President Paul Kagame yesterday gave his approval of Jim Yong Kim nomination as head of the World Bank Group.
Kim was nominated by US President of United States, Barrack Obama, to replace out going president Robert Zoellick.
In a statement, Kagame described Kim as a true friend of Africa dedicated to supporting Rwanda's health system.
"I was delighted to learn that Jim Kim has been nominated for this post, as he is a true friend of Africa and well known for his decade of work to support us in developing an efficient health system in Rwanda," reads the statement from the President while on a working visit to Turkey.
"He's not only a physician and a leader who knows what it takes to address poverty, but also a genuinely good person. President Obama's nomination of Dr. Kim as President of the World Bank is a welcome one, and should resonate well with the many men and women who are working to transform lives around the world".
In his announcement nominating Kim, President Obama said that "Jim has spent more than two decades working to improve conditions in developing countries around the world."
The actual selection of the next President of the World Bank will be made next month by the World Bank's 25-member executive board. The United States, as the world's largest economy, has the largest percentage of the votes.
Dr Kim is currently the president of Dartmouth College in the United States.
He has been a Professor of Medicine and Social Medicine and Chair of the Department of Global Health and Social Medicine at Harvard Medical School.
Kim has 20 years of experience in improving health in developing countries. He is a founding trustee and the former Executive Director of Partners In Health (PIH), a not-for-profit organisation that supports a range of health programmes in poor communities.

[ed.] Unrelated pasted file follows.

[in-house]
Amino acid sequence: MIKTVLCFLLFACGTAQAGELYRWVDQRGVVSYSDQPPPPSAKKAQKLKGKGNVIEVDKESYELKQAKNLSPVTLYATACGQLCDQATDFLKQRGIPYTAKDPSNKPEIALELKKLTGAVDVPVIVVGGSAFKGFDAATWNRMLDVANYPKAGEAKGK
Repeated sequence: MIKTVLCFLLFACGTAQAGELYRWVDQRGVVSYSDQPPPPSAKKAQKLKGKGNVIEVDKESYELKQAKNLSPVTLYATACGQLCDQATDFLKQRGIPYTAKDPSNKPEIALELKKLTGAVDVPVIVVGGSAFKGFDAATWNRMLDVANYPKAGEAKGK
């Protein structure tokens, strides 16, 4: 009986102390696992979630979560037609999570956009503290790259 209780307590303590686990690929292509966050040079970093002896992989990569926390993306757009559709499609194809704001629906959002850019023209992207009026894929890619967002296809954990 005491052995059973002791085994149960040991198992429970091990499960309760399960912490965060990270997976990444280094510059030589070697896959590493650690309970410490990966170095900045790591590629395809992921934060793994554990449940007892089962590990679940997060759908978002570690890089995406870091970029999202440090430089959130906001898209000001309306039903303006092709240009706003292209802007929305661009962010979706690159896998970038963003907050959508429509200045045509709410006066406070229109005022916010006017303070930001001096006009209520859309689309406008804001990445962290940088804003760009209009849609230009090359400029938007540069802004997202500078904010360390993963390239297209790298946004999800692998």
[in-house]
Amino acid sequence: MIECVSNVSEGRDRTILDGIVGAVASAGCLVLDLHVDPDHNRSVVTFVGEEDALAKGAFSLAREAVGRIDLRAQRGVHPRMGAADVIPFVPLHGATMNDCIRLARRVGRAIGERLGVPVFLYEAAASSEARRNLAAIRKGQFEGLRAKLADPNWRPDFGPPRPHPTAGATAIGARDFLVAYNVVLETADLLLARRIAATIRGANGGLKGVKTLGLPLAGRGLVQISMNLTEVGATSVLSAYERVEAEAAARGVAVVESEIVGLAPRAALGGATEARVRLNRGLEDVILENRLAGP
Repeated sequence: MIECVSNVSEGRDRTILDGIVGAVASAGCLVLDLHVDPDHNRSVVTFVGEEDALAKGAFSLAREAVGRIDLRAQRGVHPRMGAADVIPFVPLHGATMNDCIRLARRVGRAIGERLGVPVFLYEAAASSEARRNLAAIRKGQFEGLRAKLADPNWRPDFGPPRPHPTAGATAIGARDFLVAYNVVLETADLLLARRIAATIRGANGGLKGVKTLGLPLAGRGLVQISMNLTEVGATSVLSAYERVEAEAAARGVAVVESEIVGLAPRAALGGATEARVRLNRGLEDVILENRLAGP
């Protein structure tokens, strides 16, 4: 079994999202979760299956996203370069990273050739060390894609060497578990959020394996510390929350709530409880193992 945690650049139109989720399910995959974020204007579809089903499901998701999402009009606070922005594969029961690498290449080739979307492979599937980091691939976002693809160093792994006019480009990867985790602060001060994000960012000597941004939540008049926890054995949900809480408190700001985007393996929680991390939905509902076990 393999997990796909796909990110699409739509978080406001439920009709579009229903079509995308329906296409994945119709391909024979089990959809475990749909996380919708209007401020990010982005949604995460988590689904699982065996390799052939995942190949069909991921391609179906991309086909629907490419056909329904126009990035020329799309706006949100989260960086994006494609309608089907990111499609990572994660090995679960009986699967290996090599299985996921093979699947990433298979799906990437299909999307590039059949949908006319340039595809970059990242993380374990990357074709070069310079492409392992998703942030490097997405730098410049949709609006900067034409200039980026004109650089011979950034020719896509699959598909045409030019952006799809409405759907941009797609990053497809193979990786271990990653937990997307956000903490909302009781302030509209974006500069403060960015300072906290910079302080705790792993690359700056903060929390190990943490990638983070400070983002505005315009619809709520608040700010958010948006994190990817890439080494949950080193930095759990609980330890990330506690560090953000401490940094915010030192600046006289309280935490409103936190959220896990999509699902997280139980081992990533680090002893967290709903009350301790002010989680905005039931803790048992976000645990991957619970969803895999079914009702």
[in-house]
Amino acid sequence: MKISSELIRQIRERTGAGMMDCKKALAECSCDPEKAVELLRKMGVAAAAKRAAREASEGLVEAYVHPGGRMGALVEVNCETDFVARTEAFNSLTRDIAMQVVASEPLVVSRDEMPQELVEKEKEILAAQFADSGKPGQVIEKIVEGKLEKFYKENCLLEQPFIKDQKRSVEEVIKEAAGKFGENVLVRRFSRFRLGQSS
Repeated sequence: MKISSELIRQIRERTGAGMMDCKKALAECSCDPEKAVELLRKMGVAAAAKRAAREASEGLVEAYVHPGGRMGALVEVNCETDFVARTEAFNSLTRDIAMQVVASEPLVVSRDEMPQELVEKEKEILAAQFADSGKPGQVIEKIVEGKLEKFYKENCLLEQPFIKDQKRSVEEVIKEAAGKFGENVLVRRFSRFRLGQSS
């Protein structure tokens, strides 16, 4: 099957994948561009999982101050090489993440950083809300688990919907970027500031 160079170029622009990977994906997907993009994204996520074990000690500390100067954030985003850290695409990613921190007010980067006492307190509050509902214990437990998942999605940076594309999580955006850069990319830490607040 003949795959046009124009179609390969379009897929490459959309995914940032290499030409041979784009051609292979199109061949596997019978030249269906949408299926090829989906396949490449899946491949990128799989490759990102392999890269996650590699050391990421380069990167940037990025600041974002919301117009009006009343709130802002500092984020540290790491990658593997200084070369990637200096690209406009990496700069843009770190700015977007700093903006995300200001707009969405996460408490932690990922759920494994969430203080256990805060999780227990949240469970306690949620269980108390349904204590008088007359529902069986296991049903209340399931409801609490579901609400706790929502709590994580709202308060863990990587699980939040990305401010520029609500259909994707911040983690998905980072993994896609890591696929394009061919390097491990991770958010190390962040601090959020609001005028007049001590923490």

PIH works at three district hospitals in Rwanda and 37 health centres.
PIH's Rwanda project was designed as a comprehensive primary health care model within the public sector. The approach uses HIV/AIDS prevention and care as the entry point to build capacity to address the major health problems faced by the local population.
The project also operates in Haiti, Peru, Russia, Lesotho, Malawi and the United States.
According to his profile on Wikipedia, from 2004 to 2006, Kim served as Director of the World Health Organisation's HIV/AIDS department, a post he was appointed to in March 2004 after serving as advisor to the WHO Director General.
Kim oversaw all of the WHO's work related to HIV/AIDS, focusing on initiatives to help developing countries scale up their treatment, prevention, and care programs, including the "3x5" initiative designed to put three million people in developing countries on AIDS treatment by the end of 2005.
An expert in tuberculosis, Kim has chaired or served on a number of committees on international TB policy. He has conducted extensive research into effective and affordable strategies for treating strains of TB that are resistant to standard drugs.
While at WHO, Kim was responsible for coordinating HIV efforts with the TB department.